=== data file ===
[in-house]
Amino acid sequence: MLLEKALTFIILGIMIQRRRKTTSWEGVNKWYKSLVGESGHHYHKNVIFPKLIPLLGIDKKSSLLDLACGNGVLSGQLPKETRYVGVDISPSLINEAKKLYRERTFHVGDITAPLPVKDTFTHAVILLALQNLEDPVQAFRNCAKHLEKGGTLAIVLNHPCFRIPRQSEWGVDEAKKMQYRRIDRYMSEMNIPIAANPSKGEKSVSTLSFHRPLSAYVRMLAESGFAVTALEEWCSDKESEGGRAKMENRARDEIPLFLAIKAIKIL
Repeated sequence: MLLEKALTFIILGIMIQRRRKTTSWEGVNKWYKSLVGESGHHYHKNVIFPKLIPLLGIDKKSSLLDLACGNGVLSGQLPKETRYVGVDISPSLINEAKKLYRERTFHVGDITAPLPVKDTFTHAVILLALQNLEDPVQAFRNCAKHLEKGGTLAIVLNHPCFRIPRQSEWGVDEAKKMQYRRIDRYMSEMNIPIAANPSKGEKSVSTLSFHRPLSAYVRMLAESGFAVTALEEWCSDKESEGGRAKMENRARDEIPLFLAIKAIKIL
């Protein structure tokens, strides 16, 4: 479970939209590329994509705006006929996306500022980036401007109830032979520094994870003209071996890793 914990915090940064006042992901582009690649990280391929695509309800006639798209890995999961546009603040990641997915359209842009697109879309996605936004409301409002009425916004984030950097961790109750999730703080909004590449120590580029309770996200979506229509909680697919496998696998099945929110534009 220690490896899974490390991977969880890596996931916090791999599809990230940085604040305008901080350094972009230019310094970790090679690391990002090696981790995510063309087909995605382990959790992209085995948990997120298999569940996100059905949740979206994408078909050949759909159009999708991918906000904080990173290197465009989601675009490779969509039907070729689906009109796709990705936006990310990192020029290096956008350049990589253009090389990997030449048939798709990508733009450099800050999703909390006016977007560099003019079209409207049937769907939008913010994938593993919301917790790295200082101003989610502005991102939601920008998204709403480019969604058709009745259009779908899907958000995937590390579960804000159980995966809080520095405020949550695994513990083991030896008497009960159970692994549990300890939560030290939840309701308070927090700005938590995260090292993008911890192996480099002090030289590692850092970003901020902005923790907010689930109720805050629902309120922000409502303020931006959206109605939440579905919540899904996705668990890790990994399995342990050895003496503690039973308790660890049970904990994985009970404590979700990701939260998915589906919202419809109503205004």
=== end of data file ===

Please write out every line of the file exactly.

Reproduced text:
[in-house]
Amino acid sequence: MLLEKALTFIILGIMIQRRRKTTSWEGVNKWYKSLVGESGHHYHKNVIFPKLIPLLGIDKKSSLLDLACGNGVLSGQLPKETRYVGVDISPSLINEAKKLYRERTFHVGDITAPLPVKDTFTHAVILLALQNLEDPVQAFRNCAKHLEKGGTLAIVLNHPCFRIPRQSEWGVDEAKKMQYRRIDRYMSEMNIPIAANPSKGEKSVSTLSFHRPLSAYVRMLAESGFAVTALEEWCSDKESEGGRAKMENRARDEIPLFLAIKAIKIL
Repeated sequence: MLLEKALTFIILGIMIQRRRKTTSWEGVNKWYKSLVGESGHHYHKNVIFPKLIPLLGIDKKSSLLDLACGNGVLSGQLPKETRYVGVDISPSLINEAKKLYRERTFHVGDITAPLPVKDTFTHAVILLALQNLEDPVQAFRNCAKHLEKGGTLAIVLNHPCFRIPRQSEWGVDEAKKMQYRRIDRYMSEMNIPIAANPSKGEKSVSTLSFHRPLSAYVRMLAESGFAVTALEEWCSDKESEGGRAKMENRARDEIPLFLAIKAIKIL
């Protein structure tokens, strides 16, 4: 479970939209590329994509705006006929996306500022980036401007109830032979520094994870003209071996890793 914990915090940064006042992901582009690649990280391929695509309800006639798209890995999961546009603040990641997915359209842009697109879309996605936004409301409002009425916004984030950097961790109750999730703080909004590449120590580029309770996200979506229509909680697919496998696998099945929110534009 220690490896899974490390991977969880890596996931916090791999599809990230940085604040305008901080350094972009230019310094970790090679690391990002090696981790995510063309087909995605382990959790992209085995948990997120298999569940996100059905949740979206994408078909050949759909159009999708991918906000904080990173290197465009989601675009490779969509039907070729689906009109796709990705936006990310990192020029290096956008350049990589253009090389990997030449048939798709990508733009450099800050999703909390006016977007560099003019079209409207049937769907939008913010994938593993919301917790790295200082101003989610502005991102939601920008998204709403480019969604058709009745259009779908899907958000995937590390579960804000159980995966809080520095405020949550695994513990083991030896008497009960159970692994549990300890939560030290939840309701308070927090700005938590995260090292993008911890192996480099002090030289590692850092970003901020902005923790907010689930109720805050629902309120922000409502303020931006959206109605939440579905919540899904996705668990890790990994399995342990050895003496503690039973308790660890049970904990994985009970404590979700990701939260998915589906919202419809109503205004």